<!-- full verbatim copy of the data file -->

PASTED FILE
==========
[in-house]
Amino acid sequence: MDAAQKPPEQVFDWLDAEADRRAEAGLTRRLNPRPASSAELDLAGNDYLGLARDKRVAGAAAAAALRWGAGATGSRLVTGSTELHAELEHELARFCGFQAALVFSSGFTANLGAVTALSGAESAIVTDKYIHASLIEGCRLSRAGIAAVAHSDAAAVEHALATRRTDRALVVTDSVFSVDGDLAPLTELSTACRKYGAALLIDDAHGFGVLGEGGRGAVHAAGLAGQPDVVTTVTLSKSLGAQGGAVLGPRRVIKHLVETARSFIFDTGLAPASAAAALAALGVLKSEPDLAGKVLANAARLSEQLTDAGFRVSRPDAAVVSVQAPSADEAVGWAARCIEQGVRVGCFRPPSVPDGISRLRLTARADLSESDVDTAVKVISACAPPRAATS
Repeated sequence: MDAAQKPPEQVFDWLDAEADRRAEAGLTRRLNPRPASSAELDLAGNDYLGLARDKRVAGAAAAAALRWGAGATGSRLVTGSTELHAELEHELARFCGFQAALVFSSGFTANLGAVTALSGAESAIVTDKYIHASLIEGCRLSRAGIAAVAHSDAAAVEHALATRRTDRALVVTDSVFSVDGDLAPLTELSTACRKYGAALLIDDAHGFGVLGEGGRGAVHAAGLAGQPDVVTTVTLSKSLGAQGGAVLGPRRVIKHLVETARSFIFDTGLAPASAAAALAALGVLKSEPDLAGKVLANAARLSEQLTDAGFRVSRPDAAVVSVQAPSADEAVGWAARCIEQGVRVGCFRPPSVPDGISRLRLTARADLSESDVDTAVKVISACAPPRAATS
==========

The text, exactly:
[in-house]
Amino acid sequence: MDAAQKPPEQVFDWLDAEADRRAEAGLTRRLNPRPASSAELDLAGNDYLGLARDKRVAGAAAAAALRWGAGATGSRLVTGSTELHAELEHELARFCGFQAALVFSSGFTANLGAVTALSGAESAIVTDKYIHASLIEGCRLSRAGIAAVAHSDAAAVEHALATRRTDRALVVTDSVFSVDGDLAPLTELSTACRKYGAALLIDDAHGFGVLGEGGRGAVHAAGLAGQPDVVTTVTLSKSLGAQGGAVLGPRRVIKHLVETARSFIFDTGLAPASAAAALAALGVLKSEPDLAGKVLANAARLSEQLTDAGFRVSRPDAAVVSVQAPSADEAVGWAARCIEQGVRVGCFRPPSVPDGISRLRLTARADLSESDVDTAVKVISACAPPRAATS
Repeated sequence: MDAAQKPPEQVFDWLDAEADRRAEAGLTRRLNPRPASSAELDLAGNDYLGLARDKRVAGAAAAAALRWGAGATGSRLVTGSTELHAELEHELARFCGFQAALVFSSGFTANLGAVTALSGAESAIVTDKYIHASLIEGCRLSRAGIAAVAHSDAAAVEHALATRRTDRALVVTDSVFSVDGDLAPLTELSTACRKYGAALLIDDAHGFGVLGEGGRGAVHAAGLAGQPDVVTTVTLSKSLGAQGGAVLGPRRVIKHLVETARSFIFDTGLAPASAAAALAALGVLKSEPDLAGKVLANAARLSEQLTDAGFRVSRPDAAVVSVQAPSADEAVGWAARCIEQGVRVGCFRPPSVPDGISRLRLTARADLSESDVDTAVKVISACAPPRAATS